Humanizing Workplace Culture Part III: Collaborative Work Environments Builds Stronger Teams, Successful Organizations
“In the long history of humankind (and animal kind, too), those who learned to collaborate and improvise most effectively have prevailed.” — Charles Darwin
In Part I and II of this series, we examined how investing in an organizations’ people and their talent development greatly impacts employee engagement, retention, motivation, performance and overall happiness at work. Open and transparent work cultures provide opportunities for sharing information, recognition and feedback. Another important way to humanize workplace culture is to build a collaborative work environment. It strengthens teams and helps people become more connected, productive and creative in their work. Empowering the people who work in organizations, only makes everyone stronger and successful.
As human beings, we have the natural ability to bond through shared feelings. This is what Gillburg Leadership refers to as “Greenline Behavior.” “Greenline” experiences are interactive, communal, compassionate and supportive. They tend to occur in groups that set aside time for: meaningful dialog about values; sharing interests and passions; naming the ground truth; honoring losses; and celebrating successes.
This ability to bond is important for the world of business. Without the capacity to relate to one another, collaboration wouldn’t occur.
A collaborative culture is a must-have ingredient in thriving companies. Having teams that are stronger and more connected is one of the best things you could ask for as a manager. In some cases collaboration happens organically, but other times, it requires motivated leaders to take action. There are many ways to foster collaboration and creative teamwork habits.
Importance of clear communication & getting to know your team
An important first step is to clearly communicate expectations, team-building goals, and individual roles. This helps team members stay on the same page, knowing what they have to do and when they need to have it done. Where convenient, be sure to introduce and use tech tools/programs to track goal progression.
Next, learn about each team members’ strengths and cultivate those strengths. Positioning each team member for success will be rewarding for the individuals and the overall organization. According to data from various Gallup reports, people who use their strengths every day are six times more likely to be engaged on the job. These employees are more productive and profitable. Play to their strengths, managers!
Collaboration is difficult when team members aren’t aware of how others work, so it’s very important that you encourage employees to get to know each other better, too. In 6 Ways to Foster Collaboration in Your Workplace Andrew Field shares, “It is worth the effort to have each member complete a simple personality profile. Share the results and openly discuss likes and dislikes with regard to communication, tasks and personal focus.”
Foster productive work environments that recognize team effort and jobs well done
Teams are the outcome of the collaboration of individuals working towards the same goals. Thus making it important to find the right talent. Bill Fleig (VP of Client Services, JUXT) makes a great point about teamwork and collaboration: “You need to find the best talent for your team, regardless of the discipline. But, if your company is full of amazing talent that can’t collaborate and partner then you won’t be capable of creating great work. Chemistry and talent in equal parts… Always hire with this in mind.”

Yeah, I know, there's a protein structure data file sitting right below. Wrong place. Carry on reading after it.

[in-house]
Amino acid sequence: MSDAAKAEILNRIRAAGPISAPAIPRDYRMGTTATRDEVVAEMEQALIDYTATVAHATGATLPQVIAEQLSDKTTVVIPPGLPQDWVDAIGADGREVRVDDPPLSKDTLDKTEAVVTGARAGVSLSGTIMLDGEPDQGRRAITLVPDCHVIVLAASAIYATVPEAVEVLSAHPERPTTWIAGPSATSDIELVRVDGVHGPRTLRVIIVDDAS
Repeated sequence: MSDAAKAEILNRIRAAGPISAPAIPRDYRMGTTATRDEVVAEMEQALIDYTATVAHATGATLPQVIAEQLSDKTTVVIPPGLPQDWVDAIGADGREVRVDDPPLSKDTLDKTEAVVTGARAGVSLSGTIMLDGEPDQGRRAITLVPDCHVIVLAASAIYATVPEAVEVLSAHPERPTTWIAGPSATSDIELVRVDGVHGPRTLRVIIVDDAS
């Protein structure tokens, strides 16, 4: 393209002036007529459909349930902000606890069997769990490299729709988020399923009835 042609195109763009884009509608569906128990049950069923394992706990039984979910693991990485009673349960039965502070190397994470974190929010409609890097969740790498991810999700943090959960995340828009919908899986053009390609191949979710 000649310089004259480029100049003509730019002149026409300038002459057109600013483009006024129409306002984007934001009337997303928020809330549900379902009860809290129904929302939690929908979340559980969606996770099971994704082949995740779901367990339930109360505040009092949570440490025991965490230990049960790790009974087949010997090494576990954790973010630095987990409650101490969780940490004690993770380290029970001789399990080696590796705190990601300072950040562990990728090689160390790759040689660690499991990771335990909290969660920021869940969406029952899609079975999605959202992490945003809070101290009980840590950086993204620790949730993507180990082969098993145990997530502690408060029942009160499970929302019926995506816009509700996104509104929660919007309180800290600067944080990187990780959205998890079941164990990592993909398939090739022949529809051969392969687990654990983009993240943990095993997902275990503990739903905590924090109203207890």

Creating a productive work environment encourages teamwork and collaboration. Peter Economy, in his piece in Inc., provides some useful advice: “A workplace that is trusting, open and fun will be the most productive and successful. Be open to new ideas and suggestions that come from your employees, and show them that their voices are being heard.” Other suggestions to cultivate collaboration include fostering a creative atmosphere (flexible work areas and office spaces), being transparent, holding effective team meetings, and taking the time to recognize employees and teams for jobs well done. Perhaps you can take a “note” from former CEO of Campbell Soup Company, Doug Conant, and send handwritten notes to your employees. That little effort will go a long way!
There are many positive outcomes of collaboration in the workplace. Cisco reports that nearly 50 percent of an employee’s impact on business unit profitability comes from the ability to help others and be helped by others. A 2012 IBM CEO Study showed about 63 percent of CEOs believe that a collaborative environment draws out the best from their staff.
Values which are important to your employees will propel your organization’s success
What it boils down to is, as human beings, we want to feel connected to each other and the cause(s) we work so hard for. Collaboration is an important vehicle that helps us to connect minds and talent. It is critical for leaders at organizations to invest and build strong teams by cultivating productive work cultures, getting to know their team’s strengths and motivating their employees with positive feedback.
Investing in values like openness and transparency, your talent’s professional growth, and in your team’s productivity through collaboration, will not only make each individual stronger and more engaged, but will propel your organization to great success!
Let us know what you thought of our 3 part series and what you have done at your organizations to instill values which humanize workplace culture in the comments section below.
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